Starring: Leonardo DiCaprio, Cate Blanchett, John C. Reilly, Kate Beckinsale, Alec Baldwin, Alan Alda, Danny Huston, Adam Scott, Ian Holm, Willem Dafoe, Gwen Stefani, Jude Law
Director: Martin Scorsese
Summary: A biopic depicting the early life of legendary director, producer and aviator Howard Hughes
Other Nominations: Director, Actor (DiCaprio), Supporting Actor (Alda), Supporting Actress (Blanchett)*, Original Screenplay, Sound Mixing, Art Direction*, Cinematography*, Costume Design*, Film Editing*
Howard Hughes is a terrific subject for a movie, but I’m not sure this was the best way to tell it. I do appreciate that it wanted to focus on the earlier parts of his life before his mental illness consumed what was once a great pioneer in aviation and filmmaking (although with a notable exception I will get to), but something about it felt lacking. DiCaprio has never really impressed me that much as an actor: solid, but unexceptional and I never got everybody bemoaning him not winning an Oscar for so many years-people like Peter O’Toole, Deborah Kerr, Richard Burton sure but not him. This film did nothing to change my opinion-in the kind of role that feels like it’s born to win an Oscar (larger than life famous person with a tragic mental illness), only rarely did his performance draw me in with the two bathroom scenes being his best work as you can really feel Hughes’ thought processes, OCD and paranoia through the acting and directing. In terms of other actors, Blanchett pretty much is Katharine Hepburn, or at least like the public thinks of her; the difference between the Katharine Hepburn you saw in her movies and the real Katharine Hepburn (at least based off the handful of interviews I’ve seen) are so blurry that it’s hard to fault Blanchett for basically studying her early films for her performance, but to me it still came off as just a touch artificial.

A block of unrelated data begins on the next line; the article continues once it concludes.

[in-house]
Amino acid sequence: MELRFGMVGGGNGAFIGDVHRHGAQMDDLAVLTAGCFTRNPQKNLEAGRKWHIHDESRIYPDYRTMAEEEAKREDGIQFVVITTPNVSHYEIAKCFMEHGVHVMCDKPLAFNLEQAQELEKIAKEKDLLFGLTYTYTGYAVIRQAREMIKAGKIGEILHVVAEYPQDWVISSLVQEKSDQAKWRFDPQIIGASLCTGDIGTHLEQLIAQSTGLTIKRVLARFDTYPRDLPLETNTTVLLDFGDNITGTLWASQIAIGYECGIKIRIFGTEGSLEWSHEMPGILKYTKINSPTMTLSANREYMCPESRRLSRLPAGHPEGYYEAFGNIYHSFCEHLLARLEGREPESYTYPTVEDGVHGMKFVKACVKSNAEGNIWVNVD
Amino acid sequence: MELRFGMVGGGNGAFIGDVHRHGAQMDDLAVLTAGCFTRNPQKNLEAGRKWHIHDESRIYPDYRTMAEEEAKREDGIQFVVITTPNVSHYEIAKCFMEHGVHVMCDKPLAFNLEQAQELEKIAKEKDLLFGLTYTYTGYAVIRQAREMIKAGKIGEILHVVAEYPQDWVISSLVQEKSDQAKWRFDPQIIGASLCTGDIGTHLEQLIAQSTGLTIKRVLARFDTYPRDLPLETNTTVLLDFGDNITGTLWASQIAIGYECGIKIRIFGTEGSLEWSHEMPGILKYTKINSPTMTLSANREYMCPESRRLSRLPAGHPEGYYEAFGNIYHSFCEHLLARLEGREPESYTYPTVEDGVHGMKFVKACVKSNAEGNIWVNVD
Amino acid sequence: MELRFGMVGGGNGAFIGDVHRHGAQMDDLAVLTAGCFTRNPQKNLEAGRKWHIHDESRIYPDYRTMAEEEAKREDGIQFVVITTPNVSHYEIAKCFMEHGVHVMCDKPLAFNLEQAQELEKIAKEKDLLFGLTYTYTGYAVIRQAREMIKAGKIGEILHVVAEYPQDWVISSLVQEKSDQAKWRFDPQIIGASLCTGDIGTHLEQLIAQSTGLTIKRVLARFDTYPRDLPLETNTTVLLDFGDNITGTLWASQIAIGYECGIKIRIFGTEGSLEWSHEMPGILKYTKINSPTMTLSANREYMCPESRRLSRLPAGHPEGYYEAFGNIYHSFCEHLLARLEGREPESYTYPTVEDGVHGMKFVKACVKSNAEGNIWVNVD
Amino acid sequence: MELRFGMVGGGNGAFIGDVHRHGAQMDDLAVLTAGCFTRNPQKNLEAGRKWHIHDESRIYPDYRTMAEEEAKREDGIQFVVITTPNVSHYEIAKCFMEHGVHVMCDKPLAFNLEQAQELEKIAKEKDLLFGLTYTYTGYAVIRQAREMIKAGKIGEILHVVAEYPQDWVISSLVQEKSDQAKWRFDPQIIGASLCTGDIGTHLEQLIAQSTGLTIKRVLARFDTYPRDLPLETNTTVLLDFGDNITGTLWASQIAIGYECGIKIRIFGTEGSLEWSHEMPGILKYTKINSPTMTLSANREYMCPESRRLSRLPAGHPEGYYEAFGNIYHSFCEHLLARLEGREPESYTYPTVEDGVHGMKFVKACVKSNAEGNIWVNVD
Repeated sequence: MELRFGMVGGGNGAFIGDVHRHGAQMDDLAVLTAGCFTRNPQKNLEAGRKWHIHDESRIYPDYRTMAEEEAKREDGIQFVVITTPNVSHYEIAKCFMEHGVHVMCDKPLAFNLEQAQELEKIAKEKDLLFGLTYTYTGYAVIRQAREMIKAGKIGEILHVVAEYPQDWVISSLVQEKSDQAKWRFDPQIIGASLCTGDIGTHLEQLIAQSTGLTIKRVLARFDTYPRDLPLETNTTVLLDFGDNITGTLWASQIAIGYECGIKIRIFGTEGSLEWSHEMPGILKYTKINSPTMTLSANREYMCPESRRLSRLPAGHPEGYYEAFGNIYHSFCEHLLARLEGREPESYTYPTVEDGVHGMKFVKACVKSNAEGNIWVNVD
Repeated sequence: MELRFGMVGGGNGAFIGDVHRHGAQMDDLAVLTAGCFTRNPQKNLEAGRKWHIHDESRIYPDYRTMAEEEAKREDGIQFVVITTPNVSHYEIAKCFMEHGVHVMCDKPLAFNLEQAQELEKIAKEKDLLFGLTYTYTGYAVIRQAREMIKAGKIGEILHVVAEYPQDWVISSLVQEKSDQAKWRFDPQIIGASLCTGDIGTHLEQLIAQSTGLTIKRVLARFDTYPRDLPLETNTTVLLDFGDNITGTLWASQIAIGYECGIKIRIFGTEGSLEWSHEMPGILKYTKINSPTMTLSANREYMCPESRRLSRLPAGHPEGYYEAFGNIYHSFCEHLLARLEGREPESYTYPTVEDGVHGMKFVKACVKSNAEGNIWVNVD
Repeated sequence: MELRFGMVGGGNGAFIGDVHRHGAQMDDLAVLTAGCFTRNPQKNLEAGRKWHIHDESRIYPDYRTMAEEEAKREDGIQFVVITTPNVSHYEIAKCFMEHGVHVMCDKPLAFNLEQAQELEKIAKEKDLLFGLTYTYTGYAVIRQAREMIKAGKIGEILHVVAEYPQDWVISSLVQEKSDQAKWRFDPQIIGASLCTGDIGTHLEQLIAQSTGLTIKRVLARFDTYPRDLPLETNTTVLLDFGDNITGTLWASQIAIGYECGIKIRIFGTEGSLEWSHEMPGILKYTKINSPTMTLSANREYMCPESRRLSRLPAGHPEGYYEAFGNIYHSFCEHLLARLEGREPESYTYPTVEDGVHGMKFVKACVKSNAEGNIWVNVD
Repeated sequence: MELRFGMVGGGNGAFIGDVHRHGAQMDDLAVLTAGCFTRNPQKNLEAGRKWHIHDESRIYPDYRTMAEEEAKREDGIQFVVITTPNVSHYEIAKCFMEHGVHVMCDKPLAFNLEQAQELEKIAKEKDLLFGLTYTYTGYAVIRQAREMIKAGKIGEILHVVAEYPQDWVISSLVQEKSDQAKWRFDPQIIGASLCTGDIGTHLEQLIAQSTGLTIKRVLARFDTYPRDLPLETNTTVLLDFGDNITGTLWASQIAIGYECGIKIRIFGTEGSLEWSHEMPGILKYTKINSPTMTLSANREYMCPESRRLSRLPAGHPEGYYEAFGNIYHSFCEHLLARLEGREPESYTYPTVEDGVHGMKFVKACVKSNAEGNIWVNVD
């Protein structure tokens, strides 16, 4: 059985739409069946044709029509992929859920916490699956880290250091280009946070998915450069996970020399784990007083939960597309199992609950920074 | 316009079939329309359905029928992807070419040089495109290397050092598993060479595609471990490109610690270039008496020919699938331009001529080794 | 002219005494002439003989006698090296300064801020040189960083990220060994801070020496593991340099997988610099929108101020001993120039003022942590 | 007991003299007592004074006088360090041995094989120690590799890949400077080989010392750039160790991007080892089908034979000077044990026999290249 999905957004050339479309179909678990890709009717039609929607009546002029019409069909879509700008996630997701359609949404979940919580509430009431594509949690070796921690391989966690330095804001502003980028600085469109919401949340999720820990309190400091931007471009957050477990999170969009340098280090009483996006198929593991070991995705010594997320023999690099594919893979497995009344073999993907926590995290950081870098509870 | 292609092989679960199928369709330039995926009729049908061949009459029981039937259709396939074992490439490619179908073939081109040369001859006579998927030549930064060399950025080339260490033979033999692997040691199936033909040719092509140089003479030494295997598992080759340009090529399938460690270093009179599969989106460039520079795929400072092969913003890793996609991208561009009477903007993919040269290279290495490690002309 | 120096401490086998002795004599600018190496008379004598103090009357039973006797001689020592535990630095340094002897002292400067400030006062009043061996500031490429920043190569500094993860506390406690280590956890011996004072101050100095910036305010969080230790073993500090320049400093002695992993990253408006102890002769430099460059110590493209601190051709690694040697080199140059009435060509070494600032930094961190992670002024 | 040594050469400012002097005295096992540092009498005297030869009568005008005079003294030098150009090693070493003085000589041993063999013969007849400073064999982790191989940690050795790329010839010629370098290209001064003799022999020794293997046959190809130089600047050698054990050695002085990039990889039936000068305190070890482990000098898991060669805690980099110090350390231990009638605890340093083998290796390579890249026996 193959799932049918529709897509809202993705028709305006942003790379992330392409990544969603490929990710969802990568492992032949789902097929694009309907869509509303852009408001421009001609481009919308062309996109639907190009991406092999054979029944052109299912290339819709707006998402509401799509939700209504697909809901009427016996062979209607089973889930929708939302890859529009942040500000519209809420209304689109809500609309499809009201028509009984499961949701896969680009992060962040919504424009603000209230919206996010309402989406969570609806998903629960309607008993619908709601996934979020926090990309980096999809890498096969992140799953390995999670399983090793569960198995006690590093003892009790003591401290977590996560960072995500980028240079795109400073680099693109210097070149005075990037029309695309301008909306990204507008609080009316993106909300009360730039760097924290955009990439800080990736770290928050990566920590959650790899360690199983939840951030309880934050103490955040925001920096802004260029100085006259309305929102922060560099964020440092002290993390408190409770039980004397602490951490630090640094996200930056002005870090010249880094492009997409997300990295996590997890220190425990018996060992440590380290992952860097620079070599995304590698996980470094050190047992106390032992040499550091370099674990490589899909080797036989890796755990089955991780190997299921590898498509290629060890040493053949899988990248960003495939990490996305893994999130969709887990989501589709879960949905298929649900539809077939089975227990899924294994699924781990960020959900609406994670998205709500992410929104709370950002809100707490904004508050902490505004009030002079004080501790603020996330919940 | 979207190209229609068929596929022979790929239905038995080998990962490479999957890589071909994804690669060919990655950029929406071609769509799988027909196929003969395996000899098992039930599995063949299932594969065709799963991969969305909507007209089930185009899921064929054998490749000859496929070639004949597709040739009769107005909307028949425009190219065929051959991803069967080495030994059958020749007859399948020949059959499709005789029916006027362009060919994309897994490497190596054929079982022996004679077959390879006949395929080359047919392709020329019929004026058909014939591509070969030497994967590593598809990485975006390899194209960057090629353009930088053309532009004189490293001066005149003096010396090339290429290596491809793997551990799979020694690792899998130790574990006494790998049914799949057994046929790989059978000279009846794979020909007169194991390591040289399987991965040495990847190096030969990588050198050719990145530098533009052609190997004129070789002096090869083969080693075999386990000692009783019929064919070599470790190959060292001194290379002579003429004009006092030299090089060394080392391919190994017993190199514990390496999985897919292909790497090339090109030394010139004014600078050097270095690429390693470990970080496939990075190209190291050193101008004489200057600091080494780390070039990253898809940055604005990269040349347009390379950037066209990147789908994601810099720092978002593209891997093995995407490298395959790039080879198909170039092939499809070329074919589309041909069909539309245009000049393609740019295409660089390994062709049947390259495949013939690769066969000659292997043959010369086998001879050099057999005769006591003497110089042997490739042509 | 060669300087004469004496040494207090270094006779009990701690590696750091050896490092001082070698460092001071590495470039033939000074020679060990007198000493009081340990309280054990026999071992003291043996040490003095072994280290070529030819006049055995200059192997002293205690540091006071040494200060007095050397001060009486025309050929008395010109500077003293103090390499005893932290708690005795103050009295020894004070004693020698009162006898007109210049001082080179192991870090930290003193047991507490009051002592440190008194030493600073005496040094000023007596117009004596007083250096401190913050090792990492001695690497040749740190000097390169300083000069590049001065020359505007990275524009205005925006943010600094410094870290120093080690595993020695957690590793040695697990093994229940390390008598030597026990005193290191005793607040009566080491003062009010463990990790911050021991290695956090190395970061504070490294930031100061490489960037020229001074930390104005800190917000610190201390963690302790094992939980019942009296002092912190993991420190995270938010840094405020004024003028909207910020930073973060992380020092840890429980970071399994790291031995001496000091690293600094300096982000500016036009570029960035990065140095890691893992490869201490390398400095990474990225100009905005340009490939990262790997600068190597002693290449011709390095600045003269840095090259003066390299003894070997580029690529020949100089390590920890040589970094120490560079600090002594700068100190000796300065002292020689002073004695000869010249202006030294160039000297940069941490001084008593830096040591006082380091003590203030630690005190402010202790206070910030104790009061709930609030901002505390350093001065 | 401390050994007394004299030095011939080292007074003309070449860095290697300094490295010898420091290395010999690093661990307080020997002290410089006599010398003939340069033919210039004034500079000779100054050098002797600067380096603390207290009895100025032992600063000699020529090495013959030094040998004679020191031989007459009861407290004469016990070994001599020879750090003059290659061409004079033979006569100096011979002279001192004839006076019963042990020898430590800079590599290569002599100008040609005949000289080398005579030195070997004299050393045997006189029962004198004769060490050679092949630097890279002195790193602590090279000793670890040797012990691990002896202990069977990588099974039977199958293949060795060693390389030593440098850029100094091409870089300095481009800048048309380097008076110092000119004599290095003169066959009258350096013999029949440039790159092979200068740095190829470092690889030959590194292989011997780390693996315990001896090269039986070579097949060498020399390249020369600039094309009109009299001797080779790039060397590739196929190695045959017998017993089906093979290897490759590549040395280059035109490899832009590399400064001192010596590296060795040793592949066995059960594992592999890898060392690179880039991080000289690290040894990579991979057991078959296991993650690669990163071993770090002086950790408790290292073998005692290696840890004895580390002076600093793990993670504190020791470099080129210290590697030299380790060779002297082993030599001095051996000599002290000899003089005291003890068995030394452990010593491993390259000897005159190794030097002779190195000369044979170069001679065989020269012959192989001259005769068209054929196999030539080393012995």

One thing I did enjoy a lot was the color tinting they did in post-production that, when used, did a fantastic job of reproducing the film color style of the given period in the film-in the early to mid 1930s parts, the greens, blues and reds are dead-on and the film looks terrific throughout. But overall, a pretty alright movie with honorable intentions, but at 170 minutes it ultimately it feels a little too long and DiCaprio’s performance never grabbed me. A Howard Hughes biopic sounds like a slam dunk, but I left underwhelmed.